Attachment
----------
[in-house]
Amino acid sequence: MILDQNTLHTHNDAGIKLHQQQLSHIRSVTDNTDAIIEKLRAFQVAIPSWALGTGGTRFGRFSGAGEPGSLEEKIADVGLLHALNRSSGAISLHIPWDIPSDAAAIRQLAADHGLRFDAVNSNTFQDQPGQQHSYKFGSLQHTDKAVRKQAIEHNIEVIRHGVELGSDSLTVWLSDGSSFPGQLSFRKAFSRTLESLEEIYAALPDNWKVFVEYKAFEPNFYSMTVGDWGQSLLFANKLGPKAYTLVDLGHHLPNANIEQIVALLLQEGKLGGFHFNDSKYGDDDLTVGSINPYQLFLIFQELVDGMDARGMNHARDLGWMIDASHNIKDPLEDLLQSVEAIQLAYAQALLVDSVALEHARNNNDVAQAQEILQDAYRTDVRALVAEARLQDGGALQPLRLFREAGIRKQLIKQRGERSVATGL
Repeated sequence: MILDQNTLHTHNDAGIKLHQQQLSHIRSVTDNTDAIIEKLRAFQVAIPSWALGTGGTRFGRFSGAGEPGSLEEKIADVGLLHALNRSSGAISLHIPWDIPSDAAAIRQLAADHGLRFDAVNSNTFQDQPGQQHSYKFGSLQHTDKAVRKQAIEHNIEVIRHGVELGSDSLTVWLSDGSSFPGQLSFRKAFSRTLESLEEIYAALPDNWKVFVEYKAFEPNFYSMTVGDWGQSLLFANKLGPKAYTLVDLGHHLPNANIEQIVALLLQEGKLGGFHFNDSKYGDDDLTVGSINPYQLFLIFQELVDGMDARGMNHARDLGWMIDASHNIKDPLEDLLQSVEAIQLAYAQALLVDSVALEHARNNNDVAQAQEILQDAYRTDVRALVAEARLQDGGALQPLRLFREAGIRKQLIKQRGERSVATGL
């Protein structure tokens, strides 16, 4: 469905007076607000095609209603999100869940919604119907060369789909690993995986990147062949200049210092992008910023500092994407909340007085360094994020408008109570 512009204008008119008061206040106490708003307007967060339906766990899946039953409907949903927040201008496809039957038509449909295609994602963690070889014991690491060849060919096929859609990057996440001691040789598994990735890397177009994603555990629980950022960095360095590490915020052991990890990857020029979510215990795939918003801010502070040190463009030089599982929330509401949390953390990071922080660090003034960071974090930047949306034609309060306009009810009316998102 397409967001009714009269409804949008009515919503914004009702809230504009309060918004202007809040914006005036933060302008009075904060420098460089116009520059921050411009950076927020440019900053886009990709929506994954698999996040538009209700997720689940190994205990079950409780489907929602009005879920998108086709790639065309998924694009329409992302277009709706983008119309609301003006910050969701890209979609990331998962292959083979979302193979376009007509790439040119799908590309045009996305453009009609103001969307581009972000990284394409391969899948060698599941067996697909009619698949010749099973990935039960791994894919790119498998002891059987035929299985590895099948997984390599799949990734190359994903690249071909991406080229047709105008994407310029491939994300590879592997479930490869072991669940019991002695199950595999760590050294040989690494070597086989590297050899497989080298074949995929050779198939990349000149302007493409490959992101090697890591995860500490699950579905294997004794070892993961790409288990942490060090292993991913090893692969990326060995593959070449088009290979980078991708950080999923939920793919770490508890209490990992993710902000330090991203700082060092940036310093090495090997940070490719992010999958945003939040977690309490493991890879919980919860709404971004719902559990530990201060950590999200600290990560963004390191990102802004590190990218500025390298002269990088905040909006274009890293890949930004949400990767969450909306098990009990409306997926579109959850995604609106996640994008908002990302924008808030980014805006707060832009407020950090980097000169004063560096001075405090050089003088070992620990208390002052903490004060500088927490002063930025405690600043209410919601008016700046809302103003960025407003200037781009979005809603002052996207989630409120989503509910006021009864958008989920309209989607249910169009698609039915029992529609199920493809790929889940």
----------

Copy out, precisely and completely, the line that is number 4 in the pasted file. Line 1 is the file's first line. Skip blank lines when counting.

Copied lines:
């Protein structure tokens, strides 16, 4: 469905007076607000095609209603999100869940919604119907060369789909690993995986990147062949200049210092992008910023500092994407909340007085360094994020408008109570 512009204008008119008061206040106490708003307007967060339906766990899946039953409907949903927040201008496809039957038509449909295609994602963690070889014991690491060849060919096929859609990057996440001691040789598994990735890397177009994603555990629980950022960095360095590490915020052991990890990857020029979510215990795939918003801010502070040190463009030089599982929330509401949390953390990071922080660090003034960071974090930047949306034609309060306009009810009316998102 397409967001009714009269409804949008009515919503914004009702809230504009309060918004202007809040914006005036933060302008009075904060420098460089116009520059921050411009950076927020440019900053886009990709929506994954698999996040538009209700997720689940190994205990079950409780489907929602009005879920998108086709790639065309998924694009329409992302277009709706983008119309609301003006910050969701890209979609990331998962292959083979979302193979376009007509790439040119799908590309045009996305453009009609103001969307581009972000990284394409391969899948060698599941067996697909009619698949010749099973990935039960791994894919790119498998002891059987035929299985590895099948997984390599799949990734190359994903690249071909991406080229047709105008994407310029491939994300590879592997479930490869072991669940019991002695199950595999760590050294040989690494070597086989590297050899497989080298074949995929050779198939990349000149302007493409490959992101090697890591995860500490699950579905294997004794070892993961790409288990942490060090292993991913090893692969990326060995593959070449088009290979980078991708950080999923939920793919770490508890209490990992993710902000330090991203700082060092940036310093090495090997940070490719992010999958945003939040977690309490493991890879919980919860709404971004719902559990530990201060950590999200600290990560963004390191990102802004590190990218500025390298002269990088905040909006274009890293890949930004949400990767969450909306098990009990409306997926579109959850995604609106996640994008908002990302924008808030980014805006707060832009407020950090980097000169004063560096001075405090050089003088070992620990208390002052903490004060500088927490002063930025405690600043209410919601008016700046809302103003960025407003200037781009979005809603002052996207989630409120989503509910006021009864958008989920309209989607249910169009698609039915029992529609199920493809790929889940």